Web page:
Wow, this review turned into more of a rant than I expected. Sorry guys! I really did enjoy the book and I am grateful that I was sent it for review but I would definitely say that if you are interested in reading an E. Lockhart book read We Were Liars, if even first or only. 

Thank you guys for reading this review! I would love to hear your thoughts on this book if you have read it yet or any other E. Lockhart book so let me know down in the comments below!

Would I suggest this book to a friend?: Yes but only if they like young adult mysteries and have already read We Were Liars.

Did I enjoy reviewing my first ever book sent from a publisher?: Yes! This was such a big deal to me and I really did enjoy it. My next book for review will be Chasing Charlie by Linda McLaughlan so be on the lookout for that!



The Curious Incident of The Dog in The Night-Time, Mark Haddon

IMG_97910 copy

Title: The Curious Incident of The Dog in The Night-Time

Author: Mark Haddon

Genre: Mystery

Edition: Paperback

Award: Whitbread Book of the Year (2003)

Goodreads Blurb: “The Curious Incident of the Dog in the Night-time is a murder mystery novel like no other. The detective, and narrator, is Christopher Boone. Christopher is fifteen and has Asperger’s Syndrome. He knows a very great deal about maths and very little about human beings. He loves lists, patterns and the truth. He hates the colours yellow and brown and being touched. He has never gone further than the end of the road on his own, but when he finds a neighbour’s dog murdered he sets out on a terrifying journey which will turn his whole world upside down.”

Oh this book – so many mixed feelings! It took me twenty-one days to finish… after attempting to read it for about two months and that doesn’t include the break that I had to take by reading another book in order to get through this one. To be quite honest, I am not exactly sure why I struggled so much but at the same time, I definitely do not understand the hype of it.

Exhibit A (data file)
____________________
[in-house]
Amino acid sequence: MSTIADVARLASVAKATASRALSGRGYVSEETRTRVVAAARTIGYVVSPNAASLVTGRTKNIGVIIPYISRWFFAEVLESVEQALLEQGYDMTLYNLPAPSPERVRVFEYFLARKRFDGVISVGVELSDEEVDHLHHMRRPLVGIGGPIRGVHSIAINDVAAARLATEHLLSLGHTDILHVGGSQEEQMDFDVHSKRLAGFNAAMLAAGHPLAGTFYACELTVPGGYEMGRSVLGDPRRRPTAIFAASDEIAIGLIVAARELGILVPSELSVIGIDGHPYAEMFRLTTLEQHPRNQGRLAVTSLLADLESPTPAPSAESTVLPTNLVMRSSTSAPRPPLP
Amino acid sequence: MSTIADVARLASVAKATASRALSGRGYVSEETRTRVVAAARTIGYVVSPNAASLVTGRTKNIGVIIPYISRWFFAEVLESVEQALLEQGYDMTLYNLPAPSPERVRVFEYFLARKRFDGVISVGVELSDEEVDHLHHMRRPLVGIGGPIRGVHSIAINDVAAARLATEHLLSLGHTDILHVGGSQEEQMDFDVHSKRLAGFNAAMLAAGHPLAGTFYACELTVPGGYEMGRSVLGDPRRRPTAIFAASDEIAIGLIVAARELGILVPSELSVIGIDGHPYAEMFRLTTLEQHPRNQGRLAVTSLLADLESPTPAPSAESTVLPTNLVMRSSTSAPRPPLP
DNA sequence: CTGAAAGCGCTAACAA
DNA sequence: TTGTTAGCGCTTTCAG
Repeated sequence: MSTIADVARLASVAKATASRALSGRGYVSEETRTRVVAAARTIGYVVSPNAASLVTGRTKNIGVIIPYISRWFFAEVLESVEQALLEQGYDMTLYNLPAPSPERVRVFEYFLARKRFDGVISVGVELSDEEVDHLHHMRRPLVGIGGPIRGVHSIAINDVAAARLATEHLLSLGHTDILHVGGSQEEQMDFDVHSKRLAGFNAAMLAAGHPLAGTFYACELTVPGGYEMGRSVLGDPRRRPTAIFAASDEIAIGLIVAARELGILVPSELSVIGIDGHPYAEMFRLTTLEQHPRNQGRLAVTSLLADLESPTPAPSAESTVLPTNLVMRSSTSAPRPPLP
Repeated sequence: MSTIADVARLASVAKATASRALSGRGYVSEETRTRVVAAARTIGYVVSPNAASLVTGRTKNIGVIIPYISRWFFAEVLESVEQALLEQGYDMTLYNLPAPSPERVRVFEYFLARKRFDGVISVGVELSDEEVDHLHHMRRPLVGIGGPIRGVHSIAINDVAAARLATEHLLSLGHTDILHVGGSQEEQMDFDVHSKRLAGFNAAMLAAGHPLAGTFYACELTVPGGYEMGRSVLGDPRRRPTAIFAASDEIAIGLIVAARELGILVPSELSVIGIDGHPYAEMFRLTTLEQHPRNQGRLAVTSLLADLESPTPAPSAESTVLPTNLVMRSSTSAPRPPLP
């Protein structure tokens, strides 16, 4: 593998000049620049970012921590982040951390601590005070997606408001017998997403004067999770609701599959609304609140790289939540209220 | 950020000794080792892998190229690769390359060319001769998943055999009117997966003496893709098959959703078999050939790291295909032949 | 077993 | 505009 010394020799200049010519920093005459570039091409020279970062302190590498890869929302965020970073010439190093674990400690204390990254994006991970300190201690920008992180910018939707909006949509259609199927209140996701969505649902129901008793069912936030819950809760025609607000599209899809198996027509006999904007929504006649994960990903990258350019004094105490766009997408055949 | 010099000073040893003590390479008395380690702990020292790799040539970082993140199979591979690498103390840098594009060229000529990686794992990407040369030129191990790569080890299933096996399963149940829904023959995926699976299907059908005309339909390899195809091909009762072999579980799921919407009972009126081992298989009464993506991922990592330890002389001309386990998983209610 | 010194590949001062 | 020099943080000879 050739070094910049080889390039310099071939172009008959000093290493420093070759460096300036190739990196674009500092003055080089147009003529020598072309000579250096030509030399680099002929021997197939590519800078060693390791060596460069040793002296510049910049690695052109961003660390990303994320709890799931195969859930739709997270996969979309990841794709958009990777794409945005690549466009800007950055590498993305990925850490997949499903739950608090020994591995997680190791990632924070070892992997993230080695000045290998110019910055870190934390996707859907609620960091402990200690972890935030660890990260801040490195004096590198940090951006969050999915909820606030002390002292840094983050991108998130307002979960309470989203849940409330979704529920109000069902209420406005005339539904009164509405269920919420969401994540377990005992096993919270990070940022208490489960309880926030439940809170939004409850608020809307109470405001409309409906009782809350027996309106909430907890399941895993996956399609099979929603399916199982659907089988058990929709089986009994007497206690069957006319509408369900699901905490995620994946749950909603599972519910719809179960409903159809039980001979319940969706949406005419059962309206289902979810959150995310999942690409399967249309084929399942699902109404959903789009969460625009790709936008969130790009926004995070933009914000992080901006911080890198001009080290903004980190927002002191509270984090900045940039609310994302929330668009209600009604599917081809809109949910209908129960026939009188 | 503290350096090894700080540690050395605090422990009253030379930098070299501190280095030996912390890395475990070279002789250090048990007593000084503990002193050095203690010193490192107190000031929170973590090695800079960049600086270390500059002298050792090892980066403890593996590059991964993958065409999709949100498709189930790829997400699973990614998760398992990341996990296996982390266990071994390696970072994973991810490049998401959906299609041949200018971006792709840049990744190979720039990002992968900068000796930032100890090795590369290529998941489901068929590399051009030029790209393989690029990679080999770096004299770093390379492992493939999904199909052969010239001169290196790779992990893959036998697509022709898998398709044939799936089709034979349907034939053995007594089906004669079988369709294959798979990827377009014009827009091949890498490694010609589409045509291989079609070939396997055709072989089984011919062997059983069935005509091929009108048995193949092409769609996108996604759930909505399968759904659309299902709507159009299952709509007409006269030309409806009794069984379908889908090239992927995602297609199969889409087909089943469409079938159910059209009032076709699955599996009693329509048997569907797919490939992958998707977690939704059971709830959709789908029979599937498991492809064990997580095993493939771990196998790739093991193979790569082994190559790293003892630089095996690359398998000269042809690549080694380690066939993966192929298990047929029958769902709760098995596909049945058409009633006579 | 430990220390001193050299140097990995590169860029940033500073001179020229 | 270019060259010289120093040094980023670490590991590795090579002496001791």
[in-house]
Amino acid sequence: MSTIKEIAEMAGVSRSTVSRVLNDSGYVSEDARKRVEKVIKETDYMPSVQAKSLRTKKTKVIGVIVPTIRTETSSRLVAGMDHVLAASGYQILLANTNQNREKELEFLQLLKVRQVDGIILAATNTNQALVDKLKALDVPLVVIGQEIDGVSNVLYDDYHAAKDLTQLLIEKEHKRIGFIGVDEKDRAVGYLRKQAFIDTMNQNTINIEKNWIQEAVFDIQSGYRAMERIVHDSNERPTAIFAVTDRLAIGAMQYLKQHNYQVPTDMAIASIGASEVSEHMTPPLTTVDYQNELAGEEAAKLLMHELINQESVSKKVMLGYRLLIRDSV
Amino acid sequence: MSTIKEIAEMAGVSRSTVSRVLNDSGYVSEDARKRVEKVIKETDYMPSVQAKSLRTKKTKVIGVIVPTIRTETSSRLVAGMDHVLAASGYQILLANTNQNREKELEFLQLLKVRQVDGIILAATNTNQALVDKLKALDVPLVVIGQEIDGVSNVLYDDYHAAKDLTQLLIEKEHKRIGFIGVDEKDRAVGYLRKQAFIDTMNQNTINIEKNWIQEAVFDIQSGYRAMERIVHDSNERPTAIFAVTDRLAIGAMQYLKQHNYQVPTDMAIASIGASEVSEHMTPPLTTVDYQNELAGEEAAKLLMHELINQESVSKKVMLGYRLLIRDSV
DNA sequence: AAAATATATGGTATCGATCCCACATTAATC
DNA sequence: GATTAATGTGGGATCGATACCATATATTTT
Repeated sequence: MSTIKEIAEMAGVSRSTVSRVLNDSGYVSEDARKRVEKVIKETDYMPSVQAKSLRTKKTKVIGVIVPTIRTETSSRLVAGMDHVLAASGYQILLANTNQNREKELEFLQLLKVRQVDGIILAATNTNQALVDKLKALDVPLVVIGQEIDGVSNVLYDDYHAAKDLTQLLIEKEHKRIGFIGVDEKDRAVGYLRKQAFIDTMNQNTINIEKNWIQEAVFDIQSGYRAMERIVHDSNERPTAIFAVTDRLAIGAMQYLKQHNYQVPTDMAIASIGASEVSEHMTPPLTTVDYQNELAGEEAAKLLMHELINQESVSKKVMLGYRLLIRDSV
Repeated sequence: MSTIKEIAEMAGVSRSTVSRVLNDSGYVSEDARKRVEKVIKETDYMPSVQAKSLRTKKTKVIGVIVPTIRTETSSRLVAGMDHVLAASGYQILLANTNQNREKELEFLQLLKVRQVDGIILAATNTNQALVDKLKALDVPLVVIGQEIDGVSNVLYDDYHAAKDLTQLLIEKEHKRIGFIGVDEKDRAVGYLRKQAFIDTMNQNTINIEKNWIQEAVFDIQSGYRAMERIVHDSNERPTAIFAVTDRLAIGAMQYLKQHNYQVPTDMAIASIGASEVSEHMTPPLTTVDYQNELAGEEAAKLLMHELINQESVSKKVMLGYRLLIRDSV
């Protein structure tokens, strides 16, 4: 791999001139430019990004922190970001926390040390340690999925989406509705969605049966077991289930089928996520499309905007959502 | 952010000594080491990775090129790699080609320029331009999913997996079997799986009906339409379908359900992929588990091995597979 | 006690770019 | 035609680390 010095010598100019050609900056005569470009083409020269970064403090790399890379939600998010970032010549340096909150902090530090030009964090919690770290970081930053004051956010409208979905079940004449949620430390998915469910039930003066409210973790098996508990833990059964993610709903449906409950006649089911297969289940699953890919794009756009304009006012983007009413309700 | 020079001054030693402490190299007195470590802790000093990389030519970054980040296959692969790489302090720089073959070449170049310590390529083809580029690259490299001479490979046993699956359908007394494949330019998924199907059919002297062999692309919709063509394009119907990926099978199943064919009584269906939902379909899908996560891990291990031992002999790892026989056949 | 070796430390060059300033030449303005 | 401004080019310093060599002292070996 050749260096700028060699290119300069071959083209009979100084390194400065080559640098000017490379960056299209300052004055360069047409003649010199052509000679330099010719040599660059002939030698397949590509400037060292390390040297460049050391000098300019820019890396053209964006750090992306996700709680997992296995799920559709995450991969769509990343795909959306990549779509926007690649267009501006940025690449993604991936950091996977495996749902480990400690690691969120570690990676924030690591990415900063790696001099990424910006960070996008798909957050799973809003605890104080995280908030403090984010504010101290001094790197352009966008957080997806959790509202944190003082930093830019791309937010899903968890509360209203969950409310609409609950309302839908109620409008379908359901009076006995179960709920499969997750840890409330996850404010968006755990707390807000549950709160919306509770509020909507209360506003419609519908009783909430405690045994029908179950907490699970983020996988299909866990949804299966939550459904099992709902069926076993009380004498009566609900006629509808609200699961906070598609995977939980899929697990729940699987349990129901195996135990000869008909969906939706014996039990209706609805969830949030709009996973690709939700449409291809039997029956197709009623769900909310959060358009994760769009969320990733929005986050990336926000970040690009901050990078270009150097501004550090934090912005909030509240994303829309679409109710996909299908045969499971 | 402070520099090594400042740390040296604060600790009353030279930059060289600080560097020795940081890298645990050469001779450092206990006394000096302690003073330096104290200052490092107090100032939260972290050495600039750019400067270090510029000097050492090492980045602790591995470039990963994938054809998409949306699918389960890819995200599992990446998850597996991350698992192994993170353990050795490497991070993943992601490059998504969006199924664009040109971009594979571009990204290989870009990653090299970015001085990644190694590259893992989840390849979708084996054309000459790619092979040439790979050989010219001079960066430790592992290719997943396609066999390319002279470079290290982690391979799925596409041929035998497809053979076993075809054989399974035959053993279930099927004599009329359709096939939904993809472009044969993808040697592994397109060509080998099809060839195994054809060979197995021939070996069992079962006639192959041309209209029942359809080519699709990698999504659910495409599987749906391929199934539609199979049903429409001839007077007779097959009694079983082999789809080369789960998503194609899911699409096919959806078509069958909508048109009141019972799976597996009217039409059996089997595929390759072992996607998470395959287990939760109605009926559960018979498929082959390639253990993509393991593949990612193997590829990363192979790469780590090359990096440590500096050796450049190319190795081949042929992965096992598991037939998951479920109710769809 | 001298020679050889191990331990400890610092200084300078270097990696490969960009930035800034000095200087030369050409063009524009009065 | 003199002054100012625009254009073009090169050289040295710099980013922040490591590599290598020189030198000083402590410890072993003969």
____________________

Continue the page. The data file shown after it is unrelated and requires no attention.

“I like it when it rains hard. It sounds like white noise everywhere, which is like silence but not empty.”


1. Mental aspects were handled well. I found the introduction to Christopher explaining what it is like having asperger’s syndrome to be intriguing and written well. It gave you insight in a way that gave you knowledge and understanding, rather than lightly touching on the subject and asking for sympathy.

2. The main character, Christopher Boone. Vulnerable and bold. He shares everything, while still constantly surprising you. Although I felt like some examples of his characteristics were too long, it added to the intensity of his mind and made you feel protective of him when conflicts in the story came up.


1. So many unnecessary parts. I personally felt as though at least 30% of this book could have been removed in order to make it a more enjoyable read. Too many parts were repetitive – like I get it, this is how Christopher’s mind works but I already know that it works in these ways (as explained in the first few chapters), so please just continue with the actual plot (mystery) and drama.

2. I feel wrong for disliking all of the main characters 90% of the time. Although I don’t think that the point of this book was to ask for sympathy but rather make you more aware, I still felt like I didn’t acknowledge the reasoning behind the reactions of the characters who dealt with the main conflicts. I spent more time being annoyed than connecting with them which is a key part to reading – let’s be honest.

3. The second half is MUCH better. I struggled through the first half, constantly taking breaks for multiple days in a row, but once I hit the halfway mark I couldn’t stop. The intensity and constant conflict finally hit and it kept my interest. If you do decide to read this book and struggle like I did, definitely push through until the end so that you will read the best parts (advice given by my boyfriend who let me borrow this book). Even if there aren’t a lot of them…

4. “Um… okay” type of ending. I wouldn’t say that I was disappointed by the ending but I definitely didn’t love it. It was a conclusion, a simple one, but not an exciting one. It didn’t feel like the book was worthwhile but the drama before it did, thankfully.

“Science and literature give me answers. And they ask me questions I will never be able to answer.”

Overall, I’m glad that I read this book because of the hype that it has but I definitely don’t understand the reasoning behind it – and probably never will.

Would I suggest this book to a friend?: Only if they are interested in the topic.

Would I buy tickets to see the play?: No

Goodreads Rating: 3/5